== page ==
“I would just say there is one misperception of our veterans and that is they are somehow damaged goods. I don’t buy it.”
So said retired Marine Corps general Jim Mattis during remarks at the Marines’ Memorial Club in San Francisco in 2014. The line strikes a chord with us, as we’re sure it would with the great majority of veterans with whom we served. We’ve all, by and large, been trying simply to navigate the sometimes challenging transition to civilian life — finishing school, finding a good job, raising a family — without the added challenge of being perceived by our peers as “damaged goods,” “ticking time bombs” or “killing machines.”
While no president could ever shake our pride in our military service, we fear that President Donald Trump’s recent decision to pardon two service members involved in war crimes cases and reverse disciplinary action against another — and his stated motives for doing so — will damage Americans’ perception of the military, encouraging the view that veterans are “broken.”
On Thursday, the president showed fresh contempt for the professional judgment of military officers, tweeting “The Navy will NOT be taking away Warfighter and Navy Seal Eddie Gallagher’s Trident Pin.” The Navy had intended to oust Gallagher from the SEALs for, among other things, his conviction at court-martial for posing in a photograph with the corpse of a 17-year-old captive Islamic State fighter.
Our generation of post-9/11 veterans has been relatively fortunate. We returned home from war to an overwhelmingly supportive country — majorities of veterans and the public say most Americans look up to people who have served in the military. That is to be celebrated. But the positive view hasn’t always been the case, and we should not take it for granted.
In 1981, in the shadow of the Vietnam War, confidence in the military as an institution hovered around 50 percent. It didn’t recover until after the 1991 Gulf War, and then continued to rise after the terrorist attacks of Sept. 11, 2001. Today, even as the war in Afghanistan nears the end of its second decade, more than 70 percent of Americans express confidence in the military — a higher level than for any other American institution, according to Gallup. The president’s pardoning of those who dishonored the uniform threatens to erode this high level of confidence.
Earlier this year, commenting on the case of Army Maj. Mathew L. Golsteyn, who was scheduled to be tried for murder next year, the president tweeted, “we train our boys to be killing machines, then prosecute them when they kill!” In November 2018, he commented on the case of a mass shooting suspect in Thousand Oaks, California, who had served in the Marines: “He was in the war … they come back, they’re never the same.” And last Friday, the White House’s official statement on the pardons said the president just wants to give members of the military “the confidence to fight.”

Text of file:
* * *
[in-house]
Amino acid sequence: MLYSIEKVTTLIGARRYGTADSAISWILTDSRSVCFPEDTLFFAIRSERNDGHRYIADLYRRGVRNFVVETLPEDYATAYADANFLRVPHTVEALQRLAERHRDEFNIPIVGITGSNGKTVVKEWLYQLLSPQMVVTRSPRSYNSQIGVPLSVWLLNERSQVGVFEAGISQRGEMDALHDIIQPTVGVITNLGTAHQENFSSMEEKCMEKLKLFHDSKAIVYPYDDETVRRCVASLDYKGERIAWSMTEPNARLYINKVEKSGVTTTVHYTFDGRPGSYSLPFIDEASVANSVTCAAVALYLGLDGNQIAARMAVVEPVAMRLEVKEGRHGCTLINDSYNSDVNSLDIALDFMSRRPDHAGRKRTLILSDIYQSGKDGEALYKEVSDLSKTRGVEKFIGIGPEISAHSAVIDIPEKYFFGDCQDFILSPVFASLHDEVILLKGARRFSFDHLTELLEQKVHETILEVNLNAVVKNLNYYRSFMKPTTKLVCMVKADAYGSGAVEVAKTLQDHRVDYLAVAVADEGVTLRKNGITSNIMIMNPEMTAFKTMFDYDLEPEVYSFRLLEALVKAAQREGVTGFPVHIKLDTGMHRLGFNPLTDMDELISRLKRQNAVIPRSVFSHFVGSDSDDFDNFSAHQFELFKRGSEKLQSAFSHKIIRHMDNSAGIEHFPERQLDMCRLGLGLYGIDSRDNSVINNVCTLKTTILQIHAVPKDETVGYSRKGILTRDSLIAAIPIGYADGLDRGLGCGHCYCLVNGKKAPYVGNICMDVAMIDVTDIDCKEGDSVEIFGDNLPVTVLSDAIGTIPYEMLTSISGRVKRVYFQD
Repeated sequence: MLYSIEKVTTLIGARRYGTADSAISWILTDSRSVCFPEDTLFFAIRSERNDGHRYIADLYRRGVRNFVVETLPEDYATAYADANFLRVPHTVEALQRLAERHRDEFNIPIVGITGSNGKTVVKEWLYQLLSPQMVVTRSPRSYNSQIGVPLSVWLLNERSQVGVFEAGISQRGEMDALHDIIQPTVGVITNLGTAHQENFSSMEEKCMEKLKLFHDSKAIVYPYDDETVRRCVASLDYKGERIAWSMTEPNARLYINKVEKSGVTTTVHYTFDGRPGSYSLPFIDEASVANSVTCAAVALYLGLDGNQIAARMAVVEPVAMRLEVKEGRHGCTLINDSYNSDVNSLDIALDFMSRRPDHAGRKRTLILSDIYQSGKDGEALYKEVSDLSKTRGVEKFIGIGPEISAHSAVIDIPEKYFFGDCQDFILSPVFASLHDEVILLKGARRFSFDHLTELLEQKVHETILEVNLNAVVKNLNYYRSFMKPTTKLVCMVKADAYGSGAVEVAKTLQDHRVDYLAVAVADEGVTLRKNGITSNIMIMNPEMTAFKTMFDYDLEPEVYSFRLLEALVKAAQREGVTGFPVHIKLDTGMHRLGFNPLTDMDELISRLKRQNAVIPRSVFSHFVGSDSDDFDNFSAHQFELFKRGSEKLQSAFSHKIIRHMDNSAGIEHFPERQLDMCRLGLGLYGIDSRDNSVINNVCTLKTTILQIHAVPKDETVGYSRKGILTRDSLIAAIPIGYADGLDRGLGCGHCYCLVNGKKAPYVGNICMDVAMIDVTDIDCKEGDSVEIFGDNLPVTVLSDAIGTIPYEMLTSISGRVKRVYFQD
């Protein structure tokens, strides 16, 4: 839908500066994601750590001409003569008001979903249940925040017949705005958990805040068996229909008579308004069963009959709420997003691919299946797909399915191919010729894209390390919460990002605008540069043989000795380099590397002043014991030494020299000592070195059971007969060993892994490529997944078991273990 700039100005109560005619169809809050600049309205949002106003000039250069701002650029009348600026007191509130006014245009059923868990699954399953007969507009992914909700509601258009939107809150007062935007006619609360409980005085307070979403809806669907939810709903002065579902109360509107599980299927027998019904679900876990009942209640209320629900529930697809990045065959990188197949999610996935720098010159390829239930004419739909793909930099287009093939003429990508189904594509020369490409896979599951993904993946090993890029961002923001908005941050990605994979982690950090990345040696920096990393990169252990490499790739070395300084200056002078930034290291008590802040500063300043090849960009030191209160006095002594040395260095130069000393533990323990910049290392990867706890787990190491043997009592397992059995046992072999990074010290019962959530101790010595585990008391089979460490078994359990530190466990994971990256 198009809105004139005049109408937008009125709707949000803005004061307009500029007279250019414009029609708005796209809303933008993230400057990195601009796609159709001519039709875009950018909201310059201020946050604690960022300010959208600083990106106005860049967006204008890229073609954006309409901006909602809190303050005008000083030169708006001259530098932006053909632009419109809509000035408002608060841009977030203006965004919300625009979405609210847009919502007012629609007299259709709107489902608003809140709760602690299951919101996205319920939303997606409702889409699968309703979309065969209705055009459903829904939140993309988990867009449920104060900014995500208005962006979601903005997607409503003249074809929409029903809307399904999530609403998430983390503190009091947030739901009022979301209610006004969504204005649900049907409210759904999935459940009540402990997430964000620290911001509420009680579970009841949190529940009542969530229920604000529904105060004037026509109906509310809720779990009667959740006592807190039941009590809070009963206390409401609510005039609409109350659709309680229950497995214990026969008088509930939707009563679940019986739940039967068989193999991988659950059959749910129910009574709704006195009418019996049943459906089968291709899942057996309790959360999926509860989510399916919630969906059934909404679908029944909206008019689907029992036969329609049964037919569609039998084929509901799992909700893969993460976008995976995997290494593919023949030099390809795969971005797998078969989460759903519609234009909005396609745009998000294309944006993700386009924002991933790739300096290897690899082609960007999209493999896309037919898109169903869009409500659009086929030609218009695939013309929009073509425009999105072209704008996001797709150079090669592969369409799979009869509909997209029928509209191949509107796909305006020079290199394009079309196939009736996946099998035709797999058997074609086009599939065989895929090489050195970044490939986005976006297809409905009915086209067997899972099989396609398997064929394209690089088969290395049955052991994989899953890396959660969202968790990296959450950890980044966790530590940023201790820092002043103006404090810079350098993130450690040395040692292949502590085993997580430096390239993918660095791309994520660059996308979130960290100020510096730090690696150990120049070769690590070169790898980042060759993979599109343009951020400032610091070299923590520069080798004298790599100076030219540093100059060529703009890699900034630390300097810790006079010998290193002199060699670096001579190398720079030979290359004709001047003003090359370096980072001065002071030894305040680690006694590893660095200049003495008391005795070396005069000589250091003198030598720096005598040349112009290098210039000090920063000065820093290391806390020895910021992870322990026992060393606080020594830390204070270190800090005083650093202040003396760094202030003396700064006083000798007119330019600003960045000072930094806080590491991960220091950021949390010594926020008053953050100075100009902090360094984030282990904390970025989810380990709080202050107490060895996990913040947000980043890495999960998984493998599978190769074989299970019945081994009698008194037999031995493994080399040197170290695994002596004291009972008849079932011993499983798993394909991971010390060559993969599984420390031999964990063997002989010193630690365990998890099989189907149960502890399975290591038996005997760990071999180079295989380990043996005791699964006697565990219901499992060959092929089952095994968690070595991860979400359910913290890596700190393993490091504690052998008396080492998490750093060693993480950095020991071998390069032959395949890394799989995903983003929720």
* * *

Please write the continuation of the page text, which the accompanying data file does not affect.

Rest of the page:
These comments don’t reflect the truth about the military in which we served. The soldiers and Marines we led in Afghanistan were filled with confidence, and while they were well-versed in infantry tactics, we did not transform them into so-called killing machines. We trained them to be disciplined and proficient, and to take seriously their responsibilities.
There is a difference between giving a soldier the benefit of the doubt and excusing unacceptable and illegal acts. (One of the pardon recipients is former Army 1st Lt. Clint Lorance, who was serving a 19-year sentence after being convicted of second-degree murder in 2013 for ordering his soldiers to open fire on three men in Afghanistan. Nine soldiers in his platoon testified against him.)
The U.S. military is given a unique charge: the right to kill on behalf of the state. Exercising that right, though, must be done in a manner consistent with the nation’s ideals. With only rare exceptions, members of the well-trained and professional U.S. military execute their missions with honor. For the few who don’t, the armed services must be allowed to hold them accountable.
When Mattis spoke in San Francisco five years ago, rejecting the “damaged goods” label for veterans, he also said, “If we tell our veterans enough that this is what is wrong with them, they may actually start believing it.” For now, we remain confident that most of our fellow veterans will continue to reject this label. But we are disappointed that the commander in chief is now perpetuating the caricature of the broken veteran and endorsing a cynical view of what it means to support the troops and those who have served.
Joseph Kristol is a former Marine Corps officer. Stephen Petraeus is a former Army officer. Both served combat tours in Afghanistan as infantry platoon leaders.